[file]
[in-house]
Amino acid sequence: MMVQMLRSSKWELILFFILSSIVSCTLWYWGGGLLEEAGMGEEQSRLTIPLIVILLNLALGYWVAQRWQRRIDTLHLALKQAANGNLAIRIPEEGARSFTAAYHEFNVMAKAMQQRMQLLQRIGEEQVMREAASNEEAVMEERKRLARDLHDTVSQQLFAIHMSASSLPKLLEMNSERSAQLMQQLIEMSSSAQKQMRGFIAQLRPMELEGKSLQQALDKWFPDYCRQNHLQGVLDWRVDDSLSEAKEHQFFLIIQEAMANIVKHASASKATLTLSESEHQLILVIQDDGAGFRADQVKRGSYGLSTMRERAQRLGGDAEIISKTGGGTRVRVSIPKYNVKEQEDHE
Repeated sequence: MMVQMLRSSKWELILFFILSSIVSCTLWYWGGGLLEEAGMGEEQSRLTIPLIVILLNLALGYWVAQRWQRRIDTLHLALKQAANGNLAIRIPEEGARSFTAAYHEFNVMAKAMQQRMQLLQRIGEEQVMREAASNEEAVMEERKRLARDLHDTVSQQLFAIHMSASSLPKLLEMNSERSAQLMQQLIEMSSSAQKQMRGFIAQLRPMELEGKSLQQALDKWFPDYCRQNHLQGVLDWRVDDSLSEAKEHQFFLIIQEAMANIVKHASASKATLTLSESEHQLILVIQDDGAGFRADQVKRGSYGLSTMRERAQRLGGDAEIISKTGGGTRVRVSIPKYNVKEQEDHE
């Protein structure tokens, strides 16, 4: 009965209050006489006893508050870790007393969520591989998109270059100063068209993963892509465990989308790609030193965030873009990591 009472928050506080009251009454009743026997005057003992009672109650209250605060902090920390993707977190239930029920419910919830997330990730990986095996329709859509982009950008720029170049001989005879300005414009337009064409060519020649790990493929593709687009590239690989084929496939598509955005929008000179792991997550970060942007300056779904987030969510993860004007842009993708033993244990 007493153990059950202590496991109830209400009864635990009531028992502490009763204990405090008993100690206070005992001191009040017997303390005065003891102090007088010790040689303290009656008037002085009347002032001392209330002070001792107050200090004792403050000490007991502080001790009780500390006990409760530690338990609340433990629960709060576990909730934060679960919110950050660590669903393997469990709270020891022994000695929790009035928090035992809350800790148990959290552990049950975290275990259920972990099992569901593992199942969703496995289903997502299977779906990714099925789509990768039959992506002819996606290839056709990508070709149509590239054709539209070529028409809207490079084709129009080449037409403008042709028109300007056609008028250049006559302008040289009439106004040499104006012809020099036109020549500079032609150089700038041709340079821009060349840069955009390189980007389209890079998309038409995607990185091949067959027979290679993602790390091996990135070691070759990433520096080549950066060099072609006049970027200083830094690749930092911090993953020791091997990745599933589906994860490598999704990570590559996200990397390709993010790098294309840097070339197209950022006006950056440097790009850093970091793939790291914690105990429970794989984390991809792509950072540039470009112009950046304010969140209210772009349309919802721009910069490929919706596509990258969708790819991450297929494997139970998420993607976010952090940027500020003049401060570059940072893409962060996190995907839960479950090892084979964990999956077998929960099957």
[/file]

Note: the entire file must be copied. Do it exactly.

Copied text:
[in-house]
Amino acid sequence: MMVQMLRSSKWELILFFILSSIVSCTLWYWGGGLLEEAGMGEEQSRLTIPLIVILLNLALGYWVAQRWQRRIDTLHLALKQAANGNLAIRIPEEGARSFTAAYHEFNVMAKAMQQRMQLLQRIGEEQVMREAASNEEAVMEERKRLARDLHDTVSQQLFAIHMSASSLPKLLEMNSERSAQLMQQLIEMSSSAQKQMRGFIAQLRPMELEGKSLQQALDKWFPDYCRQNHLQGVLDWRVDDSLSEAKEHQFFLIIQEAMANIVKHASASKATLTLSESEHQLILVIQDDGAGFRADQVKRGSYGLSTMRERAQRLGGDAEIISKTGGGTRVRVSIPKYNVKEQEDHE
Repeated sequence: MMVQMLRSSKWELILFFILSSIVSCTLWYWGGGLLEEAGMGEEQSRLTIPLIVILLNLALGYWVAQRWQRRIDTLHLALKQAANGNLAIRIPEEGARSFTAAYHEFNVMAKAMQQRMQLLQRIGEEQVMREAASNEEAVMEERKRLARDLHDTVSQQLFAIHMSASSLPKLLEMNSERSAQLMQQLIEMSSSAQKQMRGFIAQLRPMELEGKSLQQALDKWFPDYCRQNHLQGVLDWRVDDSLSEAKEHQFFLIIQEAMANIVKHASASKATLTLSESEHQLILVIQDDGAGFRADQVKRGSYGLSTMRERAQRLGGDAEIISKTGGGTRVRVSIPKYNVKEQEDHE
């Protein structure tokens, strides 16, 4: 009965209050006489006893508050870790007393969520591989998109270059100063068209993963892509465990989308790609030193965030873009990591 009472928050506080009251009454009743026997005057003992009672109650209250605060902090920390993707977190239930029920419910919830997330990730990986095996329709859509982009950008720029170049001989005879300005414009337009064409060519020649790990493929593709687009590239690989084929496939598509955005929008000179792991997550970060942007300056779904987030969510993860004007842009993708033993244990 007493153990059950202590496991109830209400009864635990009531028992502490009763204990405090008993100690206070005992001191009040017997303390005065003891102090007088010790040689303290009656008037002085009347002032001392209330002070001792107050200090004792403050000490007991502080001790009780500390006990409760530690338990609340433990629960709060576990909730934060679960919110950050660590669903393997469990709270020891022994000695929790009035928090035992809350800790148990959290552990049950975290275990259920972990099992569901593992199942969703496995289903997502299977779906990714099925789509990768039959992506002819996606290839056709990508070709149509590239054709539209070529028409809207490079084709129009080449037409403008042709028109300007056609008028250049006559302008040289009439106004040499104006012809020099036109020549500079032609150089700038041709340079821009060349840069955009390189980007389209890079998309038409995607990185091949067959027979290679993602790390091996990135070691070759990433520096080549950066060099072609006049970027200083830094690749930092911090993953020791091997990745599933589906994860490598999704990570590559996200990397390709993010790098294309840097070339197209950022006006950056440097790009850093970091793939790291914690105990429970794989984390991809792509950072540039470009112009950046304010969140209210772009349309919802721009910069490929919706596509990258969708790819991450297929494997139970998420993607976010952090940027500020003049401060570059940072893409962060996190995907839960479950090892084979964990999956077998929960099957």